Unless you are from Smith Island (Maryland’s only inhabited off-shore island), in Chesapeake Bay, you probably have not heard of Smith Island Cake. Smith Island, Maryland, is a 400-year-old fishing village of only 250 residents. Located 10 miles offshore in the Chesapeake Bay. Smith Island has been home to watermen and their families for centuries. These watermen harvest blue crabs, oysters and fish, shipping them to markets throughout the world.
This cake has been the area’s dessert of choice for residents and visitors of this island for generations. It is definitely a distinctive regional tradition spanning many decades.
This decadent cake can contain anywhere from 8 to 15 pencil-thin buttery yellow cake layers that are layered with chocolate fudge icing that sets like fidge. Smith Island Cake has also been know to be called “Frosting with the Cake”. The number of layers is determined by the baker. As you can probably guess, you do not need a big slice to get your cake and chocolate fix!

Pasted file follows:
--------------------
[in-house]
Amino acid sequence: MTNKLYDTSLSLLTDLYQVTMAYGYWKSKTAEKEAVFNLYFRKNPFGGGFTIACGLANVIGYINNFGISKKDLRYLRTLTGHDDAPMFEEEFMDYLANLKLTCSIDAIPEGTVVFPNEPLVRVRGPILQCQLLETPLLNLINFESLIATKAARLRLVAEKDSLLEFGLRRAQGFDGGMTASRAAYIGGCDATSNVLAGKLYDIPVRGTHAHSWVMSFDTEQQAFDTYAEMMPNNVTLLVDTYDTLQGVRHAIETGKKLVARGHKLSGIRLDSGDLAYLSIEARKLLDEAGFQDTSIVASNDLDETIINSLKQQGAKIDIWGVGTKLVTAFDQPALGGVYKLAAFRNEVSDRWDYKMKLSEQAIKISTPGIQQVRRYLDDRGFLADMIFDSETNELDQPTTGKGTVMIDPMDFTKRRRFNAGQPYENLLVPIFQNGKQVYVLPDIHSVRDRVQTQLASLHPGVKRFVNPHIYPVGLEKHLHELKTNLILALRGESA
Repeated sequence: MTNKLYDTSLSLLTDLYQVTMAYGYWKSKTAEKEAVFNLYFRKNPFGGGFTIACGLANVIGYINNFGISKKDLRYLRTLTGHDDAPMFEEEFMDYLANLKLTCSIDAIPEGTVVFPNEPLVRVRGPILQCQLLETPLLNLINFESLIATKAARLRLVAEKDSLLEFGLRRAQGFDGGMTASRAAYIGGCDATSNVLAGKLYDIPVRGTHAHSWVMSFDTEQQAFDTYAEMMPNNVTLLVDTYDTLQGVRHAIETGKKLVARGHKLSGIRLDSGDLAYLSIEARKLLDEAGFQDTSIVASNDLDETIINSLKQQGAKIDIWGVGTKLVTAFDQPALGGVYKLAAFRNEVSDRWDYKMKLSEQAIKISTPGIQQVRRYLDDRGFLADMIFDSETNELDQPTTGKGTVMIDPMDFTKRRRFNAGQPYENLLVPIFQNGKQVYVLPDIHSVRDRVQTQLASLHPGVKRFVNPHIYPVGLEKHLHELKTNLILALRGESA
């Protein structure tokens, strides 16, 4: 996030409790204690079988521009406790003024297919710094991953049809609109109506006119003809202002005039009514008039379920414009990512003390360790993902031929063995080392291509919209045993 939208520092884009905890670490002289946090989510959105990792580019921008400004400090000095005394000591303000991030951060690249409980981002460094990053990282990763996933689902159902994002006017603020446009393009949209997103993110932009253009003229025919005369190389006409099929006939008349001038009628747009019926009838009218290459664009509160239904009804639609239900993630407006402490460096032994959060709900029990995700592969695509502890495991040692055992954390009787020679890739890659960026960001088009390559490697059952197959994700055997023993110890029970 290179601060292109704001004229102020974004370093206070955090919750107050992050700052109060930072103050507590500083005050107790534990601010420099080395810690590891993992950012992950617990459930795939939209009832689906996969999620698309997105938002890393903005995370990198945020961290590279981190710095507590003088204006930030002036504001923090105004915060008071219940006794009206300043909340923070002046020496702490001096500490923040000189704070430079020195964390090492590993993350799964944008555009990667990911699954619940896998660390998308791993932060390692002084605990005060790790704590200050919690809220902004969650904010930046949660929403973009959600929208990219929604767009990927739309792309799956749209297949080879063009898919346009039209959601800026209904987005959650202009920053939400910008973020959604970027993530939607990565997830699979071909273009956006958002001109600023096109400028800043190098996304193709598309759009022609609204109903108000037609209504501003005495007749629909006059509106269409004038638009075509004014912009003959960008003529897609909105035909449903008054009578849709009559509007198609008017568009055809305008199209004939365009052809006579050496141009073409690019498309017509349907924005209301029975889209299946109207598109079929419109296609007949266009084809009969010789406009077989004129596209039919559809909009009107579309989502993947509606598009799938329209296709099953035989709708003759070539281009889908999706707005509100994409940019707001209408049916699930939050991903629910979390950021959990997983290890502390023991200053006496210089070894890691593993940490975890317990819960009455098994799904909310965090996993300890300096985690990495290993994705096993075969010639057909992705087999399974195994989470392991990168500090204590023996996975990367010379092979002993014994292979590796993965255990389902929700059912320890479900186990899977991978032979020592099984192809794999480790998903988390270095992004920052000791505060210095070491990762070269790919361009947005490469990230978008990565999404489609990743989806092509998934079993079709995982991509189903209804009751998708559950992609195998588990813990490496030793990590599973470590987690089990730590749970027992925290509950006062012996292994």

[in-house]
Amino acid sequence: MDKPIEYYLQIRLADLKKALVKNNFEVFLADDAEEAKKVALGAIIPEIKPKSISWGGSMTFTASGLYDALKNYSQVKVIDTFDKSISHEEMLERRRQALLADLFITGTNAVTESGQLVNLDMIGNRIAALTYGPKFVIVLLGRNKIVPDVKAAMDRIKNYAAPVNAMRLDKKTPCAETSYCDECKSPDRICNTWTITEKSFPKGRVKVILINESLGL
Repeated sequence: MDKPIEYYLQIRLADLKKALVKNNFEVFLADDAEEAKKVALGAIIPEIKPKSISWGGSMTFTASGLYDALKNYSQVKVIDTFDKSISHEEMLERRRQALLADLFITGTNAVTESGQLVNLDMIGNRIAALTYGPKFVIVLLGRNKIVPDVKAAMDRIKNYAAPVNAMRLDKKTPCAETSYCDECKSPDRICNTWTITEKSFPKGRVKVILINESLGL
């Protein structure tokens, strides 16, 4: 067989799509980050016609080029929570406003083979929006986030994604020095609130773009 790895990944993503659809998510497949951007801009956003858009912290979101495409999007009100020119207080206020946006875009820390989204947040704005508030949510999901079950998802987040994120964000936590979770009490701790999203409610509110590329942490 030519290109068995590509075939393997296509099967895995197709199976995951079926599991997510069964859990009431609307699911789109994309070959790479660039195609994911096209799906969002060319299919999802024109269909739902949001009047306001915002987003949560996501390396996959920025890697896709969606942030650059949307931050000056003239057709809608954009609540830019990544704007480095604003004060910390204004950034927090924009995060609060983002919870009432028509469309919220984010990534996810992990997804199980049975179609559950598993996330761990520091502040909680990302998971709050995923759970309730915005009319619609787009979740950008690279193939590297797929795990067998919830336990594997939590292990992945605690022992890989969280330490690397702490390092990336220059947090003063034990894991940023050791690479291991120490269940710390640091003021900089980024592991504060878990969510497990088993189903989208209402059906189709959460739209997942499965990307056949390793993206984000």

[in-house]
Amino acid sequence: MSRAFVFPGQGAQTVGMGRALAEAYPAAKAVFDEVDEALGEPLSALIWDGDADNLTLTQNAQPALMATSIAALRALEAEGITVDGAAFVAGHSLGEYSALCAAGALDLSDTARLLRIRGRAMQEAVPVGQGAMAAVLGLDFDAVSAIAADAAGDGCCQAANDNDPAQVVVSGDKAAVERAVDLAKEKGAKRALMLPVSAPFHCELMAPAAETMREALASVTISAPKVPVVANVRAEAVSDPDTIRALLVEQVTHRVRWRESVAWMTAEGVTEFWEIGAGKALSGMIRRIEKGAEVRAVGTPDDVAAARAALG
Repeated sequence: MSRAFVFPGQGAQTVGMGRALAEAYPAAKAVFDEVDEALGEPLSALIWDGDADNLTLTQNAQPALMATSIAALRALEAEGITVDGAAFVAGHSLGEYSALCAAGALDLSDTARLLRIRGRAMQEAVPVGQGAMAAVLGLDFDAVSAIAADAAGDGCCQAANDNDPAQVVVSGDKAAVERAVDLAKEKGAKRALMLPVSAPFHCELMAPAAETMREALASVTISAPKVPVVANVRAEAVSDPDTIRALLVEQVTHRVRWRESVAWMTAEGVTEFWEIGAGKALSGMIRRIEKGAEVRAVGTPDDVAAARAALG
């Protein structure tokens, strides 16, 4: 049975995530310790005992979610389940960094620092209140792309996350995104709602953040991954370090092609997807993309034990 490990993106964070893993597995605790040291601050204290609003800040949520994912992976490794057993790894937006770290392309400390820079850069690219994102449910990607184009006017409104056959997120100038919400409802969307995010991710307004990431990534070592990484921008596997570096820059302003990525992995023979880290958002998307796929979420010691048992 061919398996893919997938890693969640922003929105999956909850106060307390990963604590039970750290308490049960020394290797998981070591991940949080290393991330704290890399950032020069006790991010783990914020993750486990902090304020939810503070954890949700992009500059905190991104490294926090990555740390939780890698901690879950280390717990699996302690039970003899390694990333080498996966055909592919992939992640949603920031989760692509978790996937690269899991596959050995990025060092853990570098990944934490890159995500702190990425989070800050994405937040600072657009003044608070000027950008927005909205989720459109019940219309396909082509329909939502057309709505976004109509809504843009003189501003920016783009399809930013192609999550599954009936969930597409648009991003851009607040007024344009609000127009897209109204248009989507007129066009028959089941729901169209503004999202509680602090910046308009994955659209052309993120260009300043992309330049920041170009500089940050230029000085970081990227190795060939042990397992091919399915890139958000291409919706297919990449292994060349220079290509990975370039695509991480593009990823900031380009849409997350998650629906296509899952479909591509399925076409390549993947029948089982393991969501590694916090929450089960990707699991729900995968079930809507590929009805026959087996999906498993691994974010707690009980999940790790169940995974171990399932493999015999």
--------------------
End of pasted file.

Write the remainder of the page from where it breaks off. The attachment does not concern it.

The origins of this cake are unknown. Residents just say, “It’s always been here.” Some say this Smith Island Cake can be traced to Welsh and English settlers who came to the island in the late 1600s.
The recipe for the Smith Island Cake was first published in the 4th edition (1994) of the cookbook called Mrs. Kitching’s Smith Island Cookbook (pg 110). Earlier editions do not have the recipe. The cake was originally four layers, but the women started to stack the cake even higher as a form of competition.
In 2008, Senate House Bill 315 in Maryland’s legislature approved Smith Island Cake as Maryland’s official dessert.